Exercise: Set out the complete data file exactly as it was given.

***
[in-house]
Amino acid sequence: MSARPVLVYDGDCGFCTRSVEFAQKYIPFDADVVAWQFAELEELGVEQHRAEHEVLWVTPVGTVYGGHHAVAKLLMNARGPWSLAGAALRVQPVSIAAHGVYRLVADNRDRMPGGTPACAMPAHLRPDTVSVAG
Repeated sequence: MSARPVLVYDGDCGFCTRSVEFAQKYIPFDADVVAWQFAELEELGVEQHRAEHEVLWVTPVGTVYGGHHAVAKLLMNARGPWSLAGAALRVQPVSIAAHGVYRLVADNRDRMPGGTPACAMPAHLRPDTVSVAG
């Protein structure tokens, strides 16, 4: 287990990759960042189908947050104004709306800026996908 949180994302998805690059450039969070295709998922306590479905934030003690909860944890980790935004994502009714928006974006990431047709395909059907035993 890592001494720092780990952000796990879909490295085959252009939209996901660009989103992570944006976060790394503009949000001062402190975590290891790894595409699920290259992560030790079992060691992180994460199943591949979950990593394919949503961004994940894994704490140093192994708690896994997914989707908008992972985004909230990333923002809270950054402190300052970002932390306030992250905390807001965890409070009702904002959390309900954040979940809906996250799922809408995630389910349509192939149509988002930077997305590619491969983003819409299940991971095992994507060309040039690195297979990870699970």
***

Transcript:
[in-house]
Amino acid sequence: MSARPVLVYDGDCGFCTRSVEFAQKYIPFDADVVAWQFAELEELGVEQHRAEHEVLWVTPVGTVYGGHHAVAKLLMNARGPWSLAGAALRVQPVSIAAHGVYRLVADNRDRMPGGTPACAMPAHLRPDTVSVAG
Repeated sequence: MSARPVLVYDGDCGFCTRSVEFAQKYIPFDADVVAWQFAELEELGVEQHRAEHEVLWVTPVGTVYGGHHAVAKLLMNARGPWSLAGAALRVQPVSIAAHGVYRLVADNRDRMPGGTPACAMPAHLRPDTVSVAG
């Protein structure tokens, strides 16, 4: 287990990759960042189908947050104004709306800026996908 949180994302998805690059450039969070295709998922306590479905934030003690909860944890980790935004994502009714928006974006990431047709395909059907035993 890592001494720092780990952000796990879909490295085959252009939209996901660009989103992570944006976060790394503009949000001062402190975590290891790894595409699920290259992560030790079992060691992180994460199943591949979950990593394919949503961004994940894994704490140093192994708690896994997914989707908008992972985004909230990333923002809270950054402190300052970002932390306030992250905390807001965890409070009702904002959390309900954040979940809906996250799922809408995630389910349509192939149509988002930077997305590619491969983003819409299940991971095992994507060309040039690195297979990870699970």